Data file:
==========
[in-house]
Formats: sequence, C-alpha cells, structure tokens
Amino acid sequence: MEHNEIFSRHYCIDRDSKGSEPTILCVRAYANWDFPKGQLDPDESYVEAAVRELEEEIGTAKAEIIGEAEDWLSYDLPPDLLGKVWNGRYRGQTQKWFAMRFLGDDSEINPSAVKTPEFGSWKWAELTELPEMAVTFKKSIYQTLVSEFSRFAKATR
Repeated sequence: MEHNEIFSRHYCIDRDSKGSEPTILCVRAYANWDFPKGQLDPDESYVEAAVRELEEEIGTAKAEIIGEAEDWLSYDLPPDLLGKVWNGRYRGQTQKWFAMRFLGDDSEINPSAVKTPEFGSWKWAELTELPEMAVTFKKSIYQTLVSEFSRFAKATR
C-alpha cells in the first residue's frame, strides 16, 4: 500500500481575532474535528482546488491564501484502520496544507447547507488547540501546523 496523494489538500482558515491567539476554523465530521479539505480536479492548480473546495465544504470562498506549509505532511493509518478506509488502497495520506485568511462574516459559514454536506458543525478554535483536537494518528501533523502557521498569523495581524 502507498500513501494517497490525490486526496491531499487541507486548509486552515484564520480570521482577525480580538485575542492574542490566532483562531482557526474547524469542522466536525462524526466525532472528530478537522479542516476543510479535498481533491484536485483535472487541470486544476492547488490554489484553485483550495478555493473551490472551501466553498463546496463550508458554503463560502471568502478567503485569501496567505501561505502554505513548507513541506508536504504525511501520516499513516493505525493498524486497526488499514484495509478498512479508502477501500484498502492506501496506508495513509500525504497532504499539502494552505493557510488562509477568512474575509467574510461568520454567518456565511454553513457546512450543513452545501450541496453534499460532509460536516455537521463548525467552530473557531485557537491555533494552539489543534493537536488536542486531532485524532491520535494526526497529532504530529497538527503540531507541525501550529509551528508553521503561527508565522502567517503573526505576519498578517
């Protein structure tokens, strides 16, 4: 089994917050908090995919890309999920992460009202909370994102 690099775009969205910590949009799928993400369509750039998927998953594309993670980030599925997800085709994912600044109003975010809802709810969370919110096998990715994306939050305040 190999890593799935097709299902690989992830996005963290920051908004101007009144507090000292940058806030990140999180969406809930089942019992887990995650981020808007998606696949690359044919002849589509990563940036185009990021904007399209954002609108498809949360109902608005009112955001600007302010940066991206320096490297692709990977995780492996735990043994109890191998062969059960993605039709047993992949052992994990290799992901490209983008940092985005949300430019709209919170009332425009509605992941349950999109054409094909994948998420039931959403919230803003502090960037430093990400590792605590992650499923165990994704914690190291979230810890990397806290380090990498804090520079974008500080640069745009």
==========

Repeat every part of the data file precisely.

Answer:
[in-house]
Formats: sequence, C-alpha cells, structure tokens
Amino acid sequence: MEHNEIFSRHYCIDRDSKGSEPTILCVRAYANWDFPKGQLDPDESYVEAAVRELEEEIGTAKAEIIGEAEDWLSYDLPPDLLGKVWNGRYRGQTQKWFAMRFLGDDSEINPSAVKTPEFGSWKWAELTELPEMAVTFKKSIYQTLVSEFSRFAKATR
Repeated sequence: MEHNEIFSRHYCIDRDSKGSEPTILCVRAYANWDFPKGQLDPDESYVEAAVRELEEEIGTAKAEIIGEAEDWLSYDLPPDLLGKVWNGRYRGQTQKWFAMRFLGDDSEINPSAVKTPEFGSWKWAELTELPEMAVTFKKSIYQTLVSEFSRFAKATR
C-alpha cells in the first residue's frame, strides 16, 4: 500500500481575532474535528482546488491564501484502520496544507447547507488547540501546523 496523494489538500482558515491567539476554523465530521479539505480536479492548480473546495465544504470562498506549509505532511493509518478506509488502497495520506485568511462574516459559514454536506458543525478554535483536537494518528501533523502557521498569523495581524 502507498500513501494517497490525490486526496491531499487541507486548509486552515484564520480570521482577525480580538485575542492574542490566532483562531482557526474547524469542522466536525462524526466525532472528530478537522479542516476543510479535498481533491484536485483535472487541470486544476492547488490554489484553485483550495478555493473551490472551501466553498463546496463550508458554503463560502471568502478567503485569501496567505501561505502554505513548507513541506508536504504525511501520516499513516493505525493498524486497526488499514484495509478498512479508502477501500484498502492506501496506508495513509500525504497532504499539502494552505493557510488562509477568512474575509467574510461568520454567518456565511454553513457546512450543513452545501450541496453534499460532509460536516455537521463548525467552530473557531485557537491555533494552539489543534493537536488536542486531532485524532491520535494526526497529532504530529497538527503540531507541525501550529509551528508553521503561527508565522502567517503573526505576519498578517
């Protein structure tokens, strides 16, 4: 089994917050908090995919890309999920992460009202909370994102 690099775009969205910590949009799928993400369509750039998927998953594309993670980030599925997800085709994912600044109003975010809802709810969370919110096998990715994306939050305040 190999890593799935097709299902690989992830996005963290920051908004101007009144507090000292940058806030990140999180969406809930089942019992887990995650981020808007998606696949690359044919002849589509990563940036185009990021904007399209954002609108498809949360109902608005009112955001600007302010940066991206320096490297692709990977995780492996735990043994109890191998062969059960993605039709047993992949052992994990290799992901490209983008940092985005949300430019709209919170009332425009509605992941349950999109054409094909994948998420039931959403919230803003502090960037430093990400590792605590992650499923165990994704914690190291979230810890990397806290380090990498804090520079974008500080640069745009």